NSW Farmers president James Jackson says he's relieved action is finally being taken to address the mouse plague affecting regional areas, with residents in the Dubbo area set to potentially benefit from government support.
The NSW Government announced a $50 million 'mouse trap' package to offer farmers, households and small businesses assistance to battle the rodent plague which has well and truly taken hold in Dubbo and surrounding areas.
Albeit not at the proportions observed farther west people all over the city has reported the presence of mice, however Molong residents like Kaite Matilda have been catching upwards of 30 a day, with no obvious respite.
While primary producers in the are will have access to free baiting through grain treatments, the government's support package will also include rebates to assist households and small businesses meet the cost of baits.
Households will be able to apply for rebates of up to $500 and small businesses will be eligible to claim up to $1,000, which will be accessible through Service NSW.
"Communities are at their wits' end ... [Thursday's] announcement has been acknowledgement from the government that this is a crisis," Mr Jackson said.
"Rural residents have been forced to endure the impacts of this plague and our recent survey on the matter shows the immense toll it has had on people's health and well-being.
"Some farmers have outlaid up to $150,000 on baiting already and we've seen lost grain fodder and damage to farm machinery, not to mention the stress that has accumulated on top of bushfires, drought and COVID-19."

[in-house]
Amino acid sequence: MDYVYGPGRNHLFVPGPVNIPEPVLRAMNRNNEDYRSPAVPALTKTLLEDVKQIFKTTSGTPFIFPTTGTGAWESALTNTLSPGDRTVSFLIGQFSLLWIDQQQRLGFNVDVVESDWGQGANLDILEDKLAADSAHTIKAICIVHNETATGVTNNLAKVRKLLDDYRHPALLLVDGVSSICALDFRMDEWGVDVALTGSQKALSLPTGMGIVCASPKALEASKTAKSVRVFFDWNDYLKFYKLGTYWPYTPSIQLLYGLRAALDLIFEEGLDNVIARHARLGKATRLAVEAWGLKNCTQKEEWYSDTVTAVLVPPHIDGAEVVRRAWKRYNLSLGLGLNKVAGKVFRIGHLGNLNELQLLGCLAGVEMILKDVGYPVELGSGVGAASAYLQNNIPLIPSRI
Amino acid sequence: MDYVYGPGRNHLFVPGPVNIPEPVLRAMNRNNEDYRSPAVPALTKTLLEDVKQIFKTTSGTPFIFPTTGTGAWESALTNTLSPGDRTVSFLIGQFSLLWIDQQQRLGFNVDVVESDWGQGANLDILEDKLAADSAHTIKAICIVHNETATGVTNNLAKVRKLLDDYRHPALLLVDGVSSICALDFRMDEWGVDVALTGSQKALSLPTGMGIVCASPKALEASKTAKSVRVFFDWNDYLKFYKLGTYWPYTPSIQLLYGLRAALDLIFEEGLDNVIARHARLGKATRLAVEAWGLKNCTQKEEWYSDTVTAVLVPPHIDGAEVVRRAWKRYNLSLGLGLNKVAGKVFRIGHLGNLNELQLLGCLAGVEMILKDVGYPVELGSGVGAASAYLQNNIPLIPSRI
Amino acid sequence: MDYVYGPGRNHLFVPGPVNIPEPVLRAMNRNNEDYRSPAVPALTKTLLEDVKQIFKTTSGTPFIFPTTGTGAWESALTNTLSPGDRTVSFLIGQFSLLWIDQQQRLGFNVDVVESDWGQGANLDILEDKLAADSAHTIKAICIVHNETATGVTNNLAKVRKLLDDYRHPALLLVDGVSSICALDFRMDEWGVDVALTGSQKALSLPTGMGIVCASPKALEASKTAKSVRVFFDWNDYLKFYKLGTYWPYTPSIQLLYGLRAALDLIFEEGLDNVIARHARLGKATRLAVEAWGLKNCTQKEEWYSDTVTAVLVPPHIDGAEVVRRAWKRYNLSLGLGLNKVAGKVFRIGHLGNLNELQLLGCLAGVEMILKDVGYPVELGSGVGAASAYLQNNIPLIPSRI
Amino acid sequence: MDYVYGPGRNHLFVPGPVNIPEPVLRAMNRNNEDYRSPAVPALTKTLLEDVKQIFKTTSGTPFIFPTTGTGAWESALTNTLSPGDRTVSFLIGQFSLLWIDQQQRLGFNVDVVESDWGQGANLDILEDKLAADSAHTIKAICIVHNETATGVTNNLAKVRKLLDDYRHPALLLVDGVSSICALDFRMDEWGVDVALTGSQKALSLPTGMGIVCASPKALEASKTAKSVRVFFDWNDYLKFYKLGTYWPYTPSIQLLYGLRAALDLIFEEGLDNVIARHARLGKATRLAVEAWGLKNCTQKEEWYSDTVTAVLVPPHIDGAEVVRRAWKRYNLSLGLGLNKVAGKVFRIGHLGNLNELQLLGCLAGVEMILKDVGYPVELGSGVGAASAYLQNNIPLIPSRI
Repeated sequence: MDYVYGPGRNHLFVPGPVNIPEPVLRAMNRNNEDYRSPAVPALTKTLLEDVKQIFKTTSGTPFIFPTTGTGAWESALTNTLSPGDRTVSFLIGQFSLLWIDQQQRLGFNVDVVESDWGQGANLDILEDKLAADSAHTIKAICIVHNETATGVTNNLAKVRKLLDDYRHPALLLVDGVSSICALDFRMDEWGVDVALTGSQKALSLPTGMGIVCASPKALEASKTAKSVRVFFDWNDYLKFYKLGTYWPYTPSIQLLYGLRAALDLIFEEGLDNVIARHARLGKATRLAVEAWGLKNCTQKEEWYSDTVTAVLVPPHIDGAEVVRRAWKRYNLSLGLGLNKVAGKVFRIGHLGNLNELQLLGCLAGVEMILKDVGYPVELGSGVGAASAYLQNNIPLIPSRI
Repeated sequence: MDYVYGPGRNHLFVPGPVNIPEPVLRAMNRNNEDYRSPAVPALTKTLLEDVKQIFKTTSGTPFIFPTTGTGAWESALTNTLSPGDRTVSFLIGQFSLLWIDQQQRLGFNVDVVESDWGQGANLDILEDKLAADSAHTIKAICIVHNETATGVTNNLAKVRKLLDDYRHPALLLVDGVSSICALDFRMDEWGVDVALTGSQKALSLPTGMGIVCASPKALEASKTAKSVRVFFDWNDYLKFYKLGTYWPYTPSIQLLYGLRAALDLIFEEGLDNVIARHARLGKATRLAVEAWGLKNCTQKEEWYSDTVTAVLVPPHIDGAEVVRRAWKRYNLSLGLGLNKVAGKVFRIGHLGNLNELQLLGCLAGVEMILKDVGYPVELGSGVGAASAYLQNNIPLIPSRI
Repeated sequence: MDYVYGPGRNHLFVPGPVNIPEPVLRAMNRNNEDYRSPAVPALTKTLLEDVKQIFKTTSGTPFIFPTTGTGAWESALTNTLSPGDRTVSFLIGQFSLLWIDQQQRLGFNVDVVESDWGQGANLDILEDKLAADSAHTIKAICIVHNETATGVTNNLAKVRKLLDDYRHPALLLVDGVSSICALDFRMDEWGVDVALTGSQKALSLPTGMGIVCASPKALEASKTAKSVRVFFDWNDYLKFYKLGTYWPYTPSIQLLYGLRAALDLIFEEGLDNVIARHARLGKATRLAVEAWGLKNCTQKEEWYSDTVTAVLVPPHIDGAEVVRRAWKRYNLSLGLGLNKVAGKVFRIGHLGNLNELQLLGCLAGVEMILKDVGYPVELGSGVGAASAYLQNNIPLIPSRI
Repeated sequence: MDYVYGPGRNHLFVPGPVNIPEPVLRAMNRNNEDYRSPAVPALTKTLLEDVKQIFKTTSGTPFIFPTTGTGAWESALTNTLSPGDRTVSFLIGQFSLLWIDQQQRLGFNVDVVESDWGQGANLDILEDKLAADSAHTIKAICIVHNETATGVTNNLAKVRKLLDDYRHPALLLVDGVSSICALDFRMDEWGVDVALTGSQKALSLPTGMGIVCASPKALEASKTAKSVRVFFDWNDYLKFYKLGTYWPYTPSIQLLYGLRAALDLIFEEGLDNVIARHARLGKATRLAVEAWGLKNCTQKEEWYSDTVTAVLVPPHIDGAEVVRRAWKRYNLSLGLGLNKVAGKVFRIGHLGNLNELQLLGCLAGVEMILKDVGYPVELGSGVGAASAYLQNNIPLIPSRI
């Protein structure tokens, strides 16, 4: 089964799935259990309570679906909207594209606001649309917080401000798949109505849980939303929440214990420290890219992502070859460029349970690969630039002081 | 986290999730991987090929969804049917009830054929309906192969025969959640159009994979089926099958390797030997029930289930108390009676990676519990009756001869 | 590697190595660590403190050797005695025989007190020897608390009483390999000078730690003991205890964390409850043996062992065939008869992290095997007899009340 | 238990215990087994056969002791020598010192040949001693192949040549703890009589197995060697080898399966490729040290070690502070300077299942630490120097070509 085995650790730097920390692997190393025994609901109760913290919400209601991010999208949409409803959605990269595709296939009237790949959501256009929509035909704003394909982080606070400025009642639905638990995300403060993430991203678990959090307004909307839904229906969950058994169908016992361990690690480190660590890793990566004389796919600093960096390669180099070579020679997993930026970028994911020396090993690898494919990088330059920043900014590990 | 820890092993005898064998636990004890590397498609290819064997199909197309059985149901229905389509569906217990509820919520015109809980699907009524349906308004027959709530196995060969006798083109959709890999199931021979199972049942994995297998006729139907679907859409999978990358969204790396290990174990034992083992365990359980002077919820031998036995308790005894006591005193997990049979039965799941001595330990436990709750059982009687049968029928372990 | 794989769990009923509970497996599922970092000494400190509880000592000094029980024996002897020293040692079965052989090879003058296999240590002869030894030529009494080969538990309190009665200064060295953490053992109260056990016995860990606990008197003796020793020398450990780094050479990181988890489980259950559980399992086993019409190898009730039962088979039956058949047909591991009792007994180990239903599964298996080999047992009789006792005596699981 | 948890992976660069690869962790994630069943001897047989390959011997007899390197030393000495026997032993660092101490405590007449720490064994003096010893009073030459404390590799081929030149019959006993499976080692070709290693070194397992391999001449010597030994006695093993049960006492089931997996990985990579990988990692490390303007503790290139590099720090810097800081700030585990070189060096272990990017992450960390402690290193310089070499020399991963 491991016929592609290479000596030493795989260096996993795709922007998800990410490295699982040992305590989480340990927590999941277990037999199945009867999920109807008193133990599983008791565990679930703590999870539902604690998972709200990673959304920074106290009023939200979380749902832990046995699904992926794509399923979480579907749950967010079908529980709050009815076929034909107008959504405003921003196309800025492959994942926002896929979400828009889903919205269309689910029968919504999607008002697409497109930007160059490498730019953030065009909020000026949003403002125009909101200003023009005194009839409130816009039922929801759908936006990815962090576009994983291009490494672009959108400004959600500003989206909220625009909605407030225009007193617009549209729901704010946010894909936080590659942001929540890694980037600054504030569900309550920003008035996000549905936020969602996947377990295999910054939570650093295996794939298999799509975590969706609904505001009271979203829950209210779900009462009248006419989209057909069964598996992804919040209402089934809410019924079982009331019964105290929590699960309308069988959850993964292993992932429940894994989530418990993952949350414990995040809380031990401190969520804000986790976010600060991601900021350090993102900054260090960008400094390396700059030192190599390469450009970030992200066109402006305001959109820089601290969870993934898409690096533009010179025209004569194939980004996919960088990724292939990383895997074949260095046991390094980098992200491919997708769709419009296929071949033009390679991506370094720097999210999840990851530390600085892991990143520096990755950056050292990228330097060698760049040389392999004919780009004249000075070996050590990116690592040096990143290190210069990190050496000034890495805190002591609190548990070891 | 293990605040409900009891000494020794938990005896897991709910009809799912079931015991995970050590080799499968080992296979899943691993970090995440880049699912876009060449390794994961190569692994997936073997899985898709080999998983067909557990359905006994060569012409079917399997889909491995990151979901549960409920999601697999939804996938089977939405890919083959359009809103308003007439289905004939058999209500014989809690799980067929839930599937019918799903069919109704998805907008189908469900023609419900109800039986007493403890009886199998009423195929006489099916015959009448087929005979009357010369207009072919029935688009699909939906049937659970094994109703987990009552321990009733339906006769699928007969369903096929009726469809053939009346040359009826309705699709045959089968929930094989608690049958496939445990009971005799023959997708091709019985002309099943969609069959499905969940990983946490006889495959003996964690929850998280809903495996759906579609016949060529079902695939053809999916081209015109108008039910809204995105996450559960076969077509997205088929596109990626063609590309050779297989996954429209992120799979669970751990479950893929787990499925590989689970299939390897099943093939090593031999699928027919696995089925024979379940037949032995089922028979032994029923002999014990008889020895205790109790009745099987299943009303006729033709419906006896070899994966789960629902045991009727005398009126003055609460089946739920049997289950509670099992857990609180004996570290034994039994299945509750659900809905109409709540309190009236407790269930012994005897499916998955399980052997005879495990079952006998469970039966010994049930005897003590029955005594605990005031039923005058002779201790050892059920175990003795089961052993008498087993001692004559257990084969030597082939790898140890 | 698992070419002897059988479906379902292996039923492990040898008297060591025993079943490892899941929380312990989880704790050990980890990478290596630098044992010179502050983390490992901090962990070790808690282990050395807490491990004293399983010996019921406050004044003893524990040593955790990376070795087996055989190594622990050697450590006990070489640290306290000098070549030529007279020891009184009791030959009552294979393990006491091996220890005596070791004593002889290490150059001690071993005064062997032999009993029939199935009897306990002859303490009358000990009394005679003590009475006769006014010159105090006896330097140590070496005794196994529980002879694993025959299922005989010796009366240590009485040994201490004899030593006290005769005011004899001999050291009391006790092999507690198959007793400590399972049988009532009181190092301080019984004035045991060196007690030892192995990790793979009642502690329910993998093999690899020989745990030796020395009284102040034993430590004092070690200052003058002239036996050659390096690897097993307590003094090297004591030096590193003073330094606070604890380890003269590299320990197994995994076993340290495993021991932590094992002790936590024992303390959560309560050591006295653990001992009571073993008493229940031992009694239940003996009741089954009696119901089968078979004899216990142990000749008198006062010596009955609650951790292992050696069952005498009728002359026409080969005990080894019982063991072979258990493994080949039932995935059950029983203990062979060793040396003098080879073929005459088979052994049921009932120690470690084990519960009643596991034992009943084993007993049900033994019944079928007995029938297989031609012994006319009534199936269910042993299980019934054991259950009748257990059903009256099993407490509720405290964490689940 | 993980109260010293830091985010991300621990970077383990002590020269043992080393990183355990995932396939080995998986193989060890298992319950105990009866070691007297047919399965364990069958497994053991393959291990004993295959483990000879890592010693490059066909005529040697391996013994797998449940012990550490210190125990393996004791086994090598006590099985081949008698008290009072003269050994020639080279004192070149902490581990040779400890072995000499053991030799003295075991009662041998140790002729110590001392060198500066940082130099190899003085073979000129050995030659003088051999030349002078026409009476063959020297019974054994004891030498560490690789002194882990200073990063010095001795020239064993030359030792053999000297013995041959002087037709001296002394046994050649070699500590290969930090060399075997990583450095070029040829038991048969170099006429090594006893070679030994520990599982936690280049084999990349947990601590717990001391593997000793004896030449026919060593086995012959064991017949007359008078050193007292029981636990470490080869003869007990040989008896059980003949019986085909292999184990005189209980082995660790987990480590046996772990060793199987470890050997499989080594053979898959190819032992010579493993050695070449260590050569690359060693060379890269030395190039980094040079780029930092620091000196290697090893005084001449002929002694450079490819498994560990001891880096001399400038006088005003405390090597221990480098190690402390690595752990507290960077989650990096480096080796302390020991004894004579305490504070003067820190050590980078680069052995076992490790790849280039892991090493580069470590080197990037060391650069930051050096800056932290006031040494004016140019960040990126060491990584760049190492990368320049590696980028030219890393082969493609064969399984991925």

Grain treatment facilities will be established in rural and regional areas of the state, which are yet to be confirmed, while the government has also scheduled additional, expert workshops to provide advice for those impacted.
The NSW Department of Primary Industries, is also set to launch an unprecedented body of research to identify and potentially develop future tools to combat mice plagues, including biological controls.
That will come as the government seeks urgent approval from the Australian Pesticides and Veterinary Medicines Authority for the use of bromadiolone, the strongest bait in the country.
Danica Leys, chief executive officer of the Country Women's Association of NSW, backed Mr Jackson, adding the plague has become an issue of health as well as industry for all regional areas, including Dubbo.
Deputy premier John Barilaro also said the government will form an advisory committee involving key parties to ensure access to expert advice and guidance for those affected.
Member for Dubbo Dugald Saunders welcomed the funding saying his electorate, stretching from Trangie in the west to Mudgee in the east, had done it toughoff the back of drought and the COVID-19 pandemic, and this mice plague is devastating communities who are already suffering.
"I have received a lot of feedback from communities that we needed to act on this mice plague so I am pleased to announce the NSW Government is coming to the table with this $50 million support package," Mr Saunders said.
"I know the impacts of this infestation run deep through the community."
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